Proper spinal mechanics in all movements is vital in order to prevent unnecessary injuries. I pay close attention to how trainees and athletes move, sit, stand, and lift, but in the past I have not put as much of a focus on “active spinal awareness”, which is basically making a concerted effort to align the trunk properly.
What does this mean for lifters? CrossFitters? Strength and conditioning athletes? It means that by utilizing contraction in the lower abs during lifts, we can maintain a neutral relationship between the trunk and the pelvis. If that relationship changes via too much lumbar extension or flexion, anterior or posterior pelvic tilt, or other instability, then it can at best not transmit force effectively and at worst result in an injury. It also means using spinal stabilization exercises in order to create endurance and habit for good spinal position.
Dr. McGill’s “big three” exercises can train help train this endurance and habit. In this video, he talks about four total exercises — the curl up variation, the bird dog, the side plank, and a moving plank on a ball. I know what you’re thinking: it looks like silly conventional fitness crap. These exercises aren’t supposed to build back strength, but instead they increase endurance in the back’s postural muscles so they can maintain a good, neutral position. The key to these movements is proper position, then endurance. They also teach the “skill”, or motor program, of what a correct spinal position is. Most people are in a perpetual state of instability with their spine; sitting in flexion or standing in hyperlordosis, for example. Ideally the trainee would work on their posture throughout the day in congruence with these prehab/rehab exercises, and they would improve their spine’s default position.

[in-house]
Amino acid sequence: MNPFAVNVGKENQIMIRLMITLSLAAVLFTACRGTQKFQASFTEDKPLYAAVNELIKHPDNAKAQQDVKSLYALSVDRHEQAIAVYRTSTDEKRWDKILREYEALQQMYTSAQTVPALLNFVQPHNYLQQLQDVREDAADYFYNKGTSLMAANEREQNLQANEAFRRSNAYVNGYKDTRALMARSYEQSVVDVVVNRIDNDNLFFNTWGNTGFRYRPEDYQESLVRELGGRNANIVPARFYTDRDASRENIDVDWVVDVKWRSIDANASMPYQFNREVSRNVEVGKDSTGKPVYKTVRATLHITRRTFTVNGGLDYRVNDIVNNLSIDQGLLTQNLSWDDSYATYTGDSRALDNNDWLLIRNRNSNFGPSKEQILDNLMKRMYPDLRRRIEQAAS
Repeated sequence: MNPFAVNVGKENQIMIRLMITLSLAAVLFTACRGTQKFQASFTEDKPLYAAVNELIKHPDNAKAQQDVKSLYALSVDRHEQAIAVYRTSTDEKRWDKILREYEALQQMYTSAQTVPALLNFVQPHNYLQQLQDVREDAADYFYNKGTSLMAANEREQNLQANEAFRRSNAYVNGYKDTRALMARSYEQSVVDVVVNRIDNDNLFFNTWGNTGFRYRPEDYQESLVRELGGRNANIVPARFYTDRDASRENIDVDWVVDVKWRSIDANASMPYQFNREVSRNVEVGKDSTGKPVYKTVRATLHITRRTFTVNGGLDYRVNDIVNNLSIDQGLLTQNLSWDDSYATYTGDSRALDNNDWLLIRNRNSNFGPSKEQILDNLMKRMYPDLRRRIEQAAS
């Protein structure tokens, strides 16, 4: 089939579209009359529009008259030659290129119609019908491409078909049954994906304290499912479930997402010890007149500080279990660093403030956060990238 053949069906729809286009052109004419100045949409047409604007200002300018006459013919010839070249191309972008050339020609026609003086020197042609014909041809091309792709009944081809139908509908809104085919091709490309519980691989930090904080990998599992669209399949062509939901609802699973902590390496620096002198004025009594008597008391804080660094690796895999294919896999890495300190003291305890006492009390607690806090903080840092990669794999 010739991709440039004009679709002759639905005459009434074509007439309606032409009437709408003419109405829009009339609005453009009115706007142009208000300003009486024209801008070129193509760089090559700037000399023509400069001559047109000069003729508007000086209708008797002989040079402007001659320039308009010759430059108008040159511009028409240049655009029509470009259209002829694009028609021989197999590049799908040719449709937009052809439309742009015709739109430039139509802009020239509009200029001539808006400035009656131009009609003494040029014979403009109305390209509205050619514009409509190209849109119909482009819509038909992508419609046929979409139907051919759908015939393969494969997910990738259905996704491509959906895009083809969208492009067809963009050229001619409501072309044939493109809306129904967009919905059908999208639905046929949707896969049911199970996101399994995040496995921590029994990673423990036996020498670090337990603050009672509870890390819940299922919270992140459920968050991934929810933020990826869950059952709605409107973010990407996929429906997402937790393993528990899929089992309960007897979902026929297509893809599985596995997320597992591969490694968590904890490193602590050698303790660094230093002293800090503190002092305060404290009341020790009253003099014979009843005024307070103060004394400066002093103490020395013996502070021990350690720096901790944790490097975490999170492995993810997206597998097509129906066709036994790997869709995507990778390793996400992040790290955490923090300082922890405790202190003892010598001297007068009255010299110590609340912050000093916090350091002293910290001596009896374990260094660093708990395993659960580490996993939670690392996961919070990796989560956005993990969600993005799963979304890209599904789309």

A for effort, but this spinal position is problematic.